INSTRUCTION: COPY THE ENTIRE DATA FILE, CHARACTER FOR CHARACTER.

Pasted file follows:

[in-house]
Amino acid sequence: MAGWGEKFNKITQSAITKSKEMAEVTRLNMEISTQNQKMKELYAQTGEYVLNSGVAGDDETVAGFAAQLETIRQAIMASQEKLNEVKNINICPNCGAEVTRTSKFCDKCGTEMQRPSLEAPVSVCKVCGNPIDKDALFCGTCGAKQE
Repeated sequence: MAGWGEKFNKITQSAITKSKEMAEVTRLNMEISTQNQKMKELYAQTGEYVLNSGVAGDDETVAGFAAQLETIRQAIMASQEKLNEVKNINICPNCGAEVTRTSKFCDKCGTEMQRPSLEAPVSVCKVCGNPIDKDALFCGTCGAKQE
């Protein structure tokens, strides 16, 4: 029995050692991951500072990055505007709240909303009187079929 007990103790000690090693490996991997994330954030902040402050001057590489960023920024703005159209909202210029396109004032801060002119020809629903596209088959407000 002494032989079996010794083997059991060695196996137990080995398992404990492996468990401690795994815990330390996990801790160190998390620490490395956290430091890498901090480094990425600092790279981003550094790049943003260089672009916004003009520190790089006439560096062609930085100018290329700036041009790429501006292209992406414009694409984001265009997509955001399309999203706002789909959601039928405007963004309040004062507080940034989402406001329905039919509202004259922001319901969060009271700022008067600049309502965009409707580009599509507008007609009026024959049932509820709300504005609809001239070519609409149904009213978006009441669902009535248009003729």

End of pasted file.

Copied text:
[in-house]
Amino acid sequence: MAGWGEKFNKITQSAITKSKEMAEVTRLNMEISTQNQKMKELYAQTGEYVLNSGVAGDDETVAGFAAQLETIRQAIMASQEKLNEVKNINICPNCGAEVTRTSKFCDKCGTEMQRPSLEAPVSVCKVCGNPIDKDALFCGTCGAKQE
Repeated sequence: MAGWGEKFNKITQSAITKSKEMAEVTRLNMEISTQNQKMKELYAQTGEYVLNSGVAGDDETVAGFAAQLETIRQAIMASQEKLNEVKNINICPNCGAEVTRTSKFCDKCGTEMQRPSLEAPVSVCKVCGNPIDKDALFCGTCGAKQE
């Protein structure tokens, strides 16, 4: 029995050692991951500072990055505007709240909303009187079929 007990103790000690090693490996991997994330954030902040402050001057590489960023920024703005159209909202210029396109004032801060002119020809629903596209088959407000 002494032989079996010794083997059991060695196996137990080995398992404990492996468990401690795994815990330390996990801790160190998390620490490395956290430091890498901090480094990425600092790279981003550094790049943003260089672009916004003009520190790089006439560096062609930085100018290329700036041009790429501006292209992406414009694409984001265009997509955001399309999203706002789909959601039928405007963004309040004062507080940034989402406001329905039919509202004259922001319901969060009271700022008067600049309502965009409707580009599509507008007609009026024959049932509820709300504005609809001239070519609409149904009213978006009441669902009535248009003729």